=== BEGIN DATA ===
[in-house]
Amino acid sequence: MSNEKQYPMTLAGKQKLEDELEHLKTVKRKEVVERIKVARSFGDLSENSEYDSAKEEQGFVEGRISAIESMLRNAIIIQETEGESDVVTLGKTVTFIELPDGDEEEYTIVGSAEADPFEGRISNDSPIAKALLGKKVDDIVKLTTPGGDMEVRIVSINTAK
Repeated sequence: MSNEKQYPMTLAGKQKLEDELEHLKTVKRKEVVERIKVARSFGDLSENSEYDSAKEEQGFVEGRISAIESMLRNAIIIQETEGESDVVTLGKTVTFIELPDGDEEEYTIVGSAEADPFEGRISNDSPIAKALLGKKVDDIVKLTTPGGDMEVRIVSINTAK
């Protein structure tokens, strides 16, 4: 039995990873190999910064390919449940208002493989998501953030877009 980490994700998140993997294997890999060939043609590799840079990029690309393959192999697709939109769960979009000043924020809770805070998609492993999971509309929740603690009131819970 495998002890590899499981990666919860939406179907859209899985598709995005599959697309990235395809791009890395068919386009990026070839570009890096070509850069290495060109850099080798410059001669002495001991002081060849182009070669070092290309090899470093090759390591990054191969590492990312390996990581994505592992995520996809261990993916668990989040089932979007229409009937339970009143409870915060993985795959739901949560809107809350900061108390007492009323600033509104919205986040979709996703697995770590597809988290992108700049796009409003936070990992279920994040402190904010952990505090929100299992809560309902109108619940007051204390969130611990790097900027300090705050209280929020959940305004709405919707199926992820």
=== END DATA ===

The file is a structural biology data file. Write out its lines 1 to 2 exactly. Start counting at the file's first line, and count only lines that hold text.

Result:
[in-house]
Amino acid sequence: MSNEKQYPMTLAGKQKLEDELEHLKTVKRKEVVERIKVARSFGDLSENSEYDSAKEEQGFVEGRISAIESMLRNAIIIQETEGESDVVTLGKTVTFIELPDGDEEEYTIVGSAEADPFEGRISNDSPIAKALLGKKVDDIVKLTTPGGDMEVRIVSINTAK